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MS Thesis Defense: Prajwal Panda


Physics : 401

Date & Time

November 21, 2023, 1:00 pm3:00 pm


ADVISOR: Dr. Mark Henriksen

TITLE: New Methods to Characterize the Substructure in the Abell 2146 Cluster of Galaxies

ABSTRACT: Unraveling the complexities of galaxy clusters is a pivotal endeavor in astrophysics. In this thesis, we employ state-of-the-art unsupervised learning techniques, specifically Gaussian Mixture Model (GMM) and K-means clustering, to explore the intricate structures of the Abell 2146 galaxy cluster. Using the spatial coordinates of Right Ascension (RA) and Declination (Dec), and velocity as the third dimension, we endeavor to determine the optimal number of sub-structures within this celestial cluster.

Strikingly, our analysis reveals that K-means, among the two clustering techniques, offers superior performance in unraveling the cluster’s inherent structures. We use two powerful methods, the silhouette and elbow methods, to effectively optimize the number of sub structures.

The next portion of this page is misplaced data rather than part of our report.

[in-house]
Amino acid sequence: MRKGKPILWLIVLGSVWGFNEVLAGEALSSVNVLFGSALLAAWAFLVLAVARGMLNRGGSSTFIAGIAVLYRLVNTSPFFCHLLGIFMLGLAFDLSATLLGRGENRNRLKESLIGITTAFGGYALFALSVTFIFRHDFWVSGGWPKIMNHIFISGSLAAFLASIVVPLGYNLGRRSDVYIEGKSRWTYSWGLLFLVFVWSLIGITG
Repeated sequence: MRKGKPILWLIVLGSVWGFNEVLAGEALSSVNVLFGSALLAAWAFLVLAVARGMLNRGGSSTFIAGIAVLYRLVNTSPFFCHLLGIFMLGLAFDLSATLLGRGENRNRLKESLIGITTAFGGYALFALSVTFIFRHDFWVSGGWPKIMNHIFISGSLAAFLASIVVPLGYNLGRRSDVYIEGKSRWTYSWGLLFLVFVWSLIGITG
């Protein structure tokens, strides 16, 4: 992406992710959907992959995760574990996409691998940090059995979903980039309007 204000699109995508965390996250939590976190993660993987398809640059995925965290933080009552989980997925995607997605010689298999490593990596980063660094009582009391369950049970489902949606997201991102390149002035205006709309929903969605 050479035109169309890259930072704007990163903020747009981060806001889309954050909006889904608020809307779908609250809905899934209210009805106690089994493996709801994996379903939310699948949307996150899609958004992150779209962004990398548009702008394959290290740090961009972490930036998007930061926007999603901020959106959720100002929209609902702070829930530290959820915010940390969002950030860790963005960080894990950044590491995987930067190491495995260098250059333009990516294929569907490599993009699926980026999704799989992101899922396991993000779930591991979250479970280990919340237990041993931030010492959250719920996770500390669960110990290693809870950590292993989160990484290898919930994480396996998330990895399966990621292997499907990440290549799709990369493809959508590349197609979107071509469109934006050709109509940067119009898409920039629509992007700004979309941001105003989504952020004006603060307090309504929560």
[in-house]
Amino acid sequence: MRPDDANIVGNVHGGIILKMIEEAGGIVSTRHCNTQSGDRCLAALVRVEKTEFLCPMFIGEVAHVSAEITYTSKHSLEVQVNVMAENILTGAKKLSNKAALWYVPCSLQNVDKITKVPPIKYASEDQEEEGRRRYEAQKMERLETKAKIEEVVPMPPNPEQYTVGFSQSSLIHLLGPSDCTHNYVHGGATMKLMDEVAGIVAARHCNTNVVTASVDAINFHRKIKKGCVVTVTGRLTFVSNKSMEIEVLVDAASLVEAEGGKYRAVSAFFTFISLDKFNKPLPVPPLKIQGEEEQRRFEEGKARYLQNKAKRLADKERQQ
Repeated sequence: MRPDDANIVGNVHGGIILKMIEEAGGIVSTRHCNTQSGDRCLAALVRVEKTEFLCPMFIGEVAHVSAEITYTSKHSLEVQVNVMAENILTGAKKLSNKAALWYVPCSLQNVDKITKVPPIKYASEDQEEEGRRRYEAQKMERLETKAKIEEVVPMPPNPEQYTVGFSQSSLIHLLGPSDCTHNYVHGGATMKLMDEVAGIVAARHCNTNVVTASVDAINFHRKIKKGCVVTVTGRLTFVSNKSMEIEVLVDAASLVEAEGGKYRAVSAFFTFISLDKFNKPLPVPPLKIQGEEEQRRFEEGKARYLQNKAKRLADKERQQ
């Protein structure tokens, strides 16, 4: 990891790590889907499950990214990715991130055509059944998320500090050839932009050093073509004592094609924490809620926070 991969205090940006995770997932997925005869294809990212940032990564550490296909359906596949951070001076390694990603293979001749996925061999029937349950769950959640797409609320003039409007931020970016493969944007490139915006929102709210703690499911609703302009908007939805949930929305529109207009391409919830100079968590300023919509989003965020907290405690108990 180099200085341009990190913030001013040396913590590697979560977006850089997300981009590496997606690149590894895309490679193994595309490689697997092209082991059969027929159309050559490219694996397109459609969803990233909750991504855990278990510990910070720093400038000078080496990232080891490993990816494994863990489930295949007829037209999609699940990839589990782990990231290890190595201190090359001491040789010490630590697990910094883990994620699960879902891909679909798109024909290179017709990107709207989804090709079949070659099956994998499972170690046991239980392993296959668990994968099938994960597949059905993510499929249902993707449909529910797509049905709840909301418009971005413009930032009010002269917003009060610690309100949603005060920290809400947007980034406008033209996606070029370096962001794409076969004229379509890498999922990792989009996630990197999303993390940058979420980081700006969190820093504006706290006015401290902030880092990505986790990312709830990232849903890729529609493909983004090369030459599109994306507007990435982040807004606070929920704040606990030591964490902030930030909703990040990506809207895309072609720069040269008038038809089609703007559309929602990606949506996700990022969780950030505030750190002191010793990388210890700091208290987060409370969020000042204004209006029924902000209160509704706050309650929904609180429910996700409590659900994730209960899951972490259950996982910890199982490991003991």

With the optimal number of clusters now ascertained, we extend our investigation to apply the spherical infall model. This phase focuses on the kinematics of the sub-structures found within the cluster, and their relationship to the density of the cluster. We test out findings with two of the most common density models, Ωm = 0.3 and Ωm = 0.04 , where Ωm = ρ/ρc, accommodating both dark and luminous matter contributions. Through our investigation, we constrain the mass density dynamics of the Abell 2146 galaxy cluster.

This interdisciplinary approach harmonizes cutting-edge machine learning with astrophysical modeling, shedding new light on the nature of galaxy clusters. By combining these methodologies, our research not only advances our understanding of cosmic structures but also elucidates the complex interactions that define the structure formation in the Universe.